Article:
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Dec. 15, 2020


The HDR (radiance) file format is really useful for photography and image-based lighting, but it's not straight-forward to use like other image formats. Let's look at how to read an HDR file using Python.

Where low-dynamic range (LDR) images store color channels in a finite 0-255 or 0-1 range, high-dynamic range (HDR) allows for fully capturing a scene's luminosity beyond that range. The HDR (.hdr extension) file format cleverly stores this data losslessly in just 8 bits per channel. It consists of RGBE where the E channel stores an exponent to scale the RGB values.

This helps us understand why we can't use the values directly, but instead need to decode them. Fortunately, there are a couple of libraries in Python that can handle that for us.


The imageio library is easy to use for this task. Not to be confused with OpenImageIO (oiio). You can install the imageio library with:

pip install imageio

Here's how easy it is to read the an HDR image. The result is a numpy array with a float32 datatype. This result turned out to be very convenient for my OpenGL project.

import imageio
# The following line only needs to run once for a user
# to download the necessary binaries to read HDR.
img = imageio.imread(hdr_path, format='HDR-FI')


I also wanted to show how to do this with OpenCV which is a library that you might already be using in your project for image processing. Here's how to install it:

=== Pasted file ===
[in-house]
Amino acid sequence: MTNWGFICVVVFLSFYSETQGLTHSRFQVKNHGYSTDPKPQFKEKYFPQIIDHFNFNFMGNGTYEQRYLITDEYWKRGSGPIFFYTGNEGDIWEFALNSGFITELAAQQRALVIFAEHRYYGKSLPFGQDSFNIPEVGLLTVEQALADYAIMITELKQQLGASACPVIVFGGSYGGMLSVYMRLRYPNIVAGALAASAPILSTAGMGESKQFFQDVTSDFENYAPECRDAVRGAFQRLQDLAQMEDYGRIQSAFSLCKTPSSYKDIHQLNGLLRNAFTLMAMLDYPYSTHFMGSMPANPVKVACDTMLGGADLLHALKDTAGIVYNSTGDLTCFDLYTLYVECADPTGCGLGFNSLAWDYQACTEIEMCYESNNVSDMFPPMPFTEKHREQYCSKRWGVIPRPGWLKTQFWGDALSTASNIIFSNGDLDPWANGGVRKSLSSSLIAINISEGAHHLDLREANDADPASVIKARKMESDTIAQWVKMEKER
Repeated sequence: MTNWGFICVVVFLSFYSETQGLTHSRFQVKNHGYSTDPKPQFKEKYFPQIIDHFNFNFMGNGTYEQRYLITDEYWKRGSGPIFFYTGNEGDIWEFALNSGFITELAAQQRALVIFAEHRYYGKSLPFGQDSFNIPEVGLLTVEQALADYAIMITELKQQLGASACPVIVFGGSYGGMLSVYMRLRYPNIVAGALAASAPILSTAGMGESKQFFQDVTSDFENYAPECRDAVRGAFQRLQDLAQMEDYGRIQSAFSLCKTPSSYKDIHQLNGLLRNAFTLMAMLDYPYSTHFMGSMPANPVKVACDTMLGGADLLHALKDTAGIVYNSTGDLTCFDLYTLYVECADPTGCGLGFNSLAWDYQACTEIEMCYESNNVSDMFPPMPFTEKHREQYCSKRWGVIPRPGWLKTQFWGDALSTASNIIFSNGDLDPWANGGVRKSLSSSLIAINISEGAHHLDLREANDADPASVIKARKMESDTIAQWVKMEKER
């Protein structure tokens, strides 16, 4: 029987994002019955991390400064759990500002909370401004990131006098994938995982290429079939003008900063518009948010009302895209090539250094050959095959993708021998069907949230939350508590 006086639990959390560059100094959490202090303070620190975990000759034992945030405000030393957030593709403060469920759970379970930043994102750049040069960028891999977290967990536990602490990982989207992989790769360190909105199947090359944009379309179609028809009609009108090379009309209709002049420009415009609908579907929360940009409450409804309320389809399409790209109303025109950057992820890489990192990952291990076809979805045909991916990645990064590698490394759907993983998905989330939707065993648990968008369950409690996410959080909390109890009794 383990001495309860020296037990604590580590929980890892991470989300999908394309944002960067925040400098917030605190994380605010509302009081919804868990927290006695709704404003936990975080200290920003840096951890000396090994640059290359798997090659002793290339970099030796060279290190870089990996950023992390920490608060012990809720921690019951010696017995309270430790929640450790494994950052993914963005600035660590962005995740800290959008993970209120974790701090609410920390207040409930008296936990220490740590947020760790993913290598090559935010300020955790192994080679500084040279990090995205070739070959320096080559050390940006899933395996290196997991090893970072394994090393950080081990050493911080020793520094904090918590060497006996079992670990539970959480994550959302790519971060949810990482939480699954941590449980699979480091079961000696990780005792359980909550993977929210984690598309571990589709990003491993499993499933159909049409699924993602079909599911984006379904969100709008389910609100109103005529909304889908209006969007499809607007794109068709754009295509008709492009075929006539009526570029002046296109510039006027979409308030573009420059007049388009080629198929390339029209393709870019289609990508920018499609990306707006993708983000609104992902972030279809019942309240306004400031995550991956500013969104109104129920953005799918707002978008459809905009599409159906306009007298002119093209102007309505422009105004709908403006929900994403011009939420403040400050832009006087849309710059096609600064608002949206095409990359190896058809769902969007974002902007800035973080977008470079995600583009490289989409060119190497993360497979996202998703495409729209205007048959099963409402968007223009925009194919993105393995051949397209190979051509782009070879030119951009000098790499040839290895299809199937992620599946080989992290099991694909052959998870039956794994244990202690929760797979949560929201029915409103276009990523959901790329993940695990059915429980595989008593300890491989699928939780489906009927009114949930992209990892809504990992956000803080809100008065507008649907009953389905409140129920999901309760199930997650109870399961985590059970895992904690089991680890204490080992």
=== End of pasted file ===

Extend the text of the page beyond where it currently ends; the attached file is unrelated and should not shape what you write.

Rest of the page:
pip install opencv-python

and here's an example of how to read an HDR image:

import cv2

# IMREAD_ANYDEPTH is needed because even though the data is stored in 8-bit channels
# when it's read into memory it's represented at a higher bit depth
img = cv2.imread(hdr_path, flags=cv2.IMREAD_ANYDEPTH)


Since I mentioned OpenImageIO (oiio) earlier and to promote a VFX library I'll go ahead and show you how to do the same with oiio. You'll find instructions for how to install oiio on the project's Github. You might also find these oiio Python wheels convenient though it may not be the latest and greatest. Here's the oiio code snippet.

from OpenImageIO import ImageBuf

img = ImageBuf(hdr_path)

# OpenImageIO has a lot of handy functions for manipulating
# and writing the image back out.
# You could also get a numpy array for the pixel data with:


python, HDR, imageio, photography, computer graphics, HDRI, vfx, opencv, numpy, image manipulation


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